Statistics & Intersectionality

 

Domestic violence is an intersectional issue.

 
While anyone could be a victim or survivor of domestic violence, not everyone has the same resources to leave the abusive relationship. Many communities face additional barriers of discrimination that make it even more difficult to ask for help, find help, and/or leave the relationship.
Statistics & Intersectionality
Many people have multiple intersections of oppression, such as a person facing intimate partner abuse who is a part of the LGBTQ+ community, an immigrant, a person of color, and/or has a disability.
 
We encourage you to read below to learn more about how people in various communities are uniquely affected by intimate partner abuse. 
 
 

Learn about who is affected

  • Facts & Stats
    • 1 in 4 women and 1 in 9 men in the U.S. report experiencing physical abuse from a spouse or intimate partner.

    • South Carolina has historically been in the top 10 deadliest states in the nation for men killing women since 1996 when the Violence Policy Center has kept the statistics. We have even been #1 several times as recently as 2015. The latest Violence Policy Center report, released in late September 2020, showed that for the first time since they have been keeping track, S.C. ranks 11th in the U.S. for women killed by men.

    • Greenville County often has the highest # of reported DV incidents in SC annually.

    • The rate of African American women murdered by men is more than three times that of white women.

    • 1 in 3 teens report knowing a friend or peer who has been physically abused by a partner.

    • Women of color and immigrant women often face additional barriers, such as discrimination or fear of deportation, making it more difficult to seek help.

    Learn More: 
  • People of Color

    While anyone can experience abuse from an intimate partner, factors such as racism, discrimination, immigration status, and poverty can make it more difficult for people of color to find or even ask for help. Some of those factors include: 

    • Cultural or religious beliefs that restrain the victim from leaving the abusive relationship or involving outsiders
    • Strong loyalty binds to race, culture and family
    • Distrust of law enforcement, the criminal justice system and social services
     
    Learn More: 
  • Immigrants

    Abusers may use their partner's immigration status as a way to exert power and control over them. Some examples of this include:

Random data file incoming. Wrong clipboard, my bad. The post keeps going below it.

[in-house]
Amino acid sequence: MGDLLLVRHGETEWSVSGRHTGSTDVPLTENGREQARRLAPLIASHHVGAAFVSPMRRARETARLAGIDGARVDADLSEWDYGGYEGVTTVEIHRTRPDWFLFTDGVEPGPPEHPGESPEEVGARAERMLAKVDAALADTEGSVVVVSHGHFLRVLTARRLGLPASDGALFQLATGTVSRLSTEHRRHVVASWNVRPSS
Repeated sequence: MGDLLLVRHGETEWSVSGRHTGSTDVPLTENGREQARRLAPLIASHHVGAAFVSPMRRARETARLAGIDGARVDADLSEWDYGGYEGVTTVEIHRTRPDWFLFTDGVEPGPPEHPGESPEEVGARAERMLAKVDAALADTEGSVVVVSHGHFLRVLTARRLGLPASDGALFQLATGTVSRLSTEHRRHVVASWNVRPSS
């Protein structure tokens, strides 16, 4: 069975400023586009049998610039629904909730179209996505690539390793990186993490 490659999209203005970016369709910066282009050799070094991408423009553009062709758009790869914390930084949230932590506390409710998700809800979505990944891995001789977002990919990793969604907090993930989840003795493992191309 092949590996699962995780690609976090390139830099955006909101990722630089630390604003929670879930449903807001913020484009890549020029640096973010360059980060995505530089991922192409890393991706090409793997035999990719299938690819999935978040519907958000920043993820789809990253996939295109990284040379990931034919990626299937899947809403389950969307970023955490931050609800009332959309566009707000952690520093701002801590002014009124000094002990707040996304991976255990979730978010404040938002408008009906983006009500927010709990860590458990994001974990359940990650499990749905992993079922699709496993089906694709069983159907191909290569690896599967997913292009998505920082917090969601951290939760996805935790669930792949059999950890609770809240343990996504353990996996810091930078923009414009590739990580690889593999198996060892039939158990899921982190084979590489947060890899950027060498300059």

• Isolation: Abusers may prevent their partner from learning English, or communicating with friends from their home countries. 48% of Latina women who had experienced abuse said the abuse increased when they came to the United States.
    • Threats: Abusers may threaten to call ICE on their partner, or withdraw petitions for legal status.
    • Intimidation: Abusers may destroy important legal documents such as passports, lawful permanent resident (green) cards, or driver's licenses
     
    Learn More: 
  • LGBTQ+ Community

    People in the LGBTQ+ community exprience domestic violence at the same or even higher rates than their straight and cisgender counterparts. Though individuals who harm may use some of the same tactics used in heterosexual relationships, they may also take advantage of homophobia and transphobia to abuse their partners. Some examples of this include: 

    • Threatening to out their partner against their will
    • Using hurtful slurs associated with being gay, bi or gender expansive
    • Physical abusing body parts associated with gender, such as hair, breasts and genitals
    • Damaging property associated with gender, such as binders, wigs, makeup or clothes
     
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  • People with Disabilities

    While anyone can be a victim of intimate partner abuse, people with disabilities are more likely to experience abuse than people without disabililties. Abusers take advantage of the barriers people with disabilities face and use them against them. Some examples of this include: 

    • Taking their partner's Social Security disability benefits
    • Using hurtful words relating to the disability to shame their partner
    • Invalidating their partner's disability by saying things like "it's all in your head" or "you're faking it"
     
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  • Men

    While women are typically the ones being abused and men are typically the abusers, there are men who face abuse from their intimate partner. In fact, 1 in 4 men have been physically abused and 1 in 7 men have been severely physically abused by an intimate partner at some point in their lifetime. Men who are abused often feel they cannot seek help due to the stigma associated with being a male victim.

    Not only are men sometimes survivors of domestic violence but men can and should play an important role in ending domestic violence. Reach out to Safe Harbor to learn more about how men can help us in the work of ending domestic violence. 

    Learn More: 

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